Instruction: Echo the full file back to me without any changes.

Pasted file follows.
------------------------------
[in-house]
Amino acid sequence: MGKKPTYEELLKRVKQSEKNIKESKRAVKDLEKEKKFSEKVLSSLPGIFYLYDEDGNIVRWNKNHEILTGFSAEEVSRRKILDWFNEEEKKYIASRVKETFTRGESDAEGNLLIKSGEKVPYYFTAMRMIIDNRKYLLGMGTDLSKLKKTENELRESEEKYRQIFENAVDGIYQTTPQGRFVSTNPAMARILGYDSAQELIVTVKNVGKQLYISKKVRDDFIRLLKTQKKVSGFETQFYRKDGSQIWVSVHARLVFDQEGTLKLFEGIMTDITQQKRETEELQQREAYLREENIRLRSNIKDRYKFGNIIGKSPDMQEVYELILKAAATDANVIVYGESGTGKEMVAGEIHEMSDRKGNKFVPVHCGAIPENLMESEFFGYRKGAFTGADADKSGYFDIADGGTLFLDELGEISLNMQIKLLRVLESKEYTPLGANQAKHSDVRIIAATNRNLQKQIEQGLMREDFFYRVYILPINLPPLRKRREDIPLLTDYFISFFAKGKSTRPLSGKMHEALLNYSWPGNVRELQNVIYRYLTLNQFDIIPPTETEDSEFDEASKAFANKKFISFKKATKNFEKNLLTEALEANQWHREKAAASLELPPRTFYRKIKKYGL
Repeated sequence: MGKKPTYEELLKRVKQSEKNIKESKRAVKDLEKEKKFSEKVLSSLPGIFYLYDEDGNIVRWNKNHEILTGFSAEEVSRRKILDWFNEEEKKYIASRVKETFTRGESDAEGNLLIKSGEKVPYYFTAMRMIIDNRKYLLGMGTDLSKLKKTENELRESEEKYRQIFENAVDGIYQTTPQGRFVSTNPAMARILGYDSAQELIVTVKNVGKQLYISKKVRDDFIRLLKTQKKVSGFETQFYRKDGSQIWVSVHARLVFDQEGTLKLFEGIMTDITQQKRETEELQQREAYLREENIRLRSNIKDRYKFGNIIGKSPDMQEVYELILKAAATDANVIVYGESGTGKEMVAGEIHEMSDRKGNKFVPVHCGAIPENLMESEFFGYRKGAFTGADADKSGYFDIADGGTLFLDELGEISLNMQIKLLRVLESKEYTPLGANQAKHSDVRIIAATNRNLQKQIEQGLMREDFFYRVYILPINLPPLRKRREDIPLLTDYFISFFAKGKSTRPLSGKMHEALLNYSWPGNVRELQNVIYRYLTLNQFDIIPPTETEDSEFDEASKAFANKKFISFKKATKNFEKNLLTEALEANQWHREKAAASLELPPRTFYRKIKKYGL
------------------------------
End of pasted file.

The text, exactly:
[in-house]
Amino acid sequence: MGKKPTYEELLKRVKQSEKNIKESKRAVKDLEKEKKFSEKVLSSLPGIFYLYDEDGNIVRWNKNHEILTGFSAEEVSRRKILDWFNEEEKKYIASRVKETFTRGESDAEGNLLIKSGEKVPYYFTAMRMIIDNRKYLLGMGTDLSKLKKTENELRESEEKYRQIFENAVDGIYQTTPQGRFVSTNPAMARILGYDSAQELIVTVKNVGKQLYISKKVRDDFIRLLKTQKKVSGFETQFYRKDGSQIWVSVHARLVFDQEGTLKLFEGIMTDITQQKRETEELQQREAYLREENIRLRSNIKDRYKFGNIIGKSPDMQEVYELILKAAATDANVIVYGESGTGKEMVAGEIHEMSDRKGNKFVPVHCGAIPENLMESEFFGYRKGAFTGADADKSGYFDIADGGTLFLDELGEISLNMQIKLLRVLESKEYTPLGANQAKHSDVRIIAATNRNLQKQIEQGLMREDFFYRVYILPINLPPLRKRREDIPLLTDYFISFFAKGKSTRPLSGKMHEALLNYSWPGNVRELQNVIYRYLTLNQFDIIPPTETEDSEFDEASKAFANKKFISFKKATKNFEKNLLTEALEANQWHREKAAASLELPPRTFYRKIKKYGL
Repeated sequence: MGKKPTYEELLKRVKQSEKNIKESKRAVKDLEKEKKFSEKVLSSLPGIFYLYDEDGNIVRWNKNHEILTGFSAEEVSRRKILDWFNEEEKKYIASRVKETFTRGESDAEGNLLIKSGEKVPYYFTAMRMIIDNRKYLLGMGTDLSKLKKTENELRESEEKYRQIFENAVDGIYQTTPQGRFVSTNPAMARILGYDSAQELIVTVKNVGKQLYISKKVRDDFIRLLKTQKKVSGFETQFYRKDGSQIWVSVHARLVFDQEGTLKLFEGIMTDITQQKRETEELQQREAYLREENIRLRSNIKDRYKFGNIIGKSPDMQEVYELILKAAATDANVIVYGESGTGKEMVAGEIHEMSDRKGNKFVPVHCGAIPENLMESEFFGYRKGAFTGADADKSGYFDIADGGTLFLDELGEISLNMQIKLLRVLESKEYTPLGANQAKHSDVRIIAATNRNLQKQIEQGLMREDFFYRVYILPINLPPLRKRREDIPLLTDYFISFFAKGKSTRPLSGKMHEALLNYSWPGNVRELQNVIYRYLTLNQFDIIPPTETEDSEFDEASKAFANKKFISFKKATKNFEKNLLTEALEANQWHREKAAASLELPPRTFYRKIKKYGL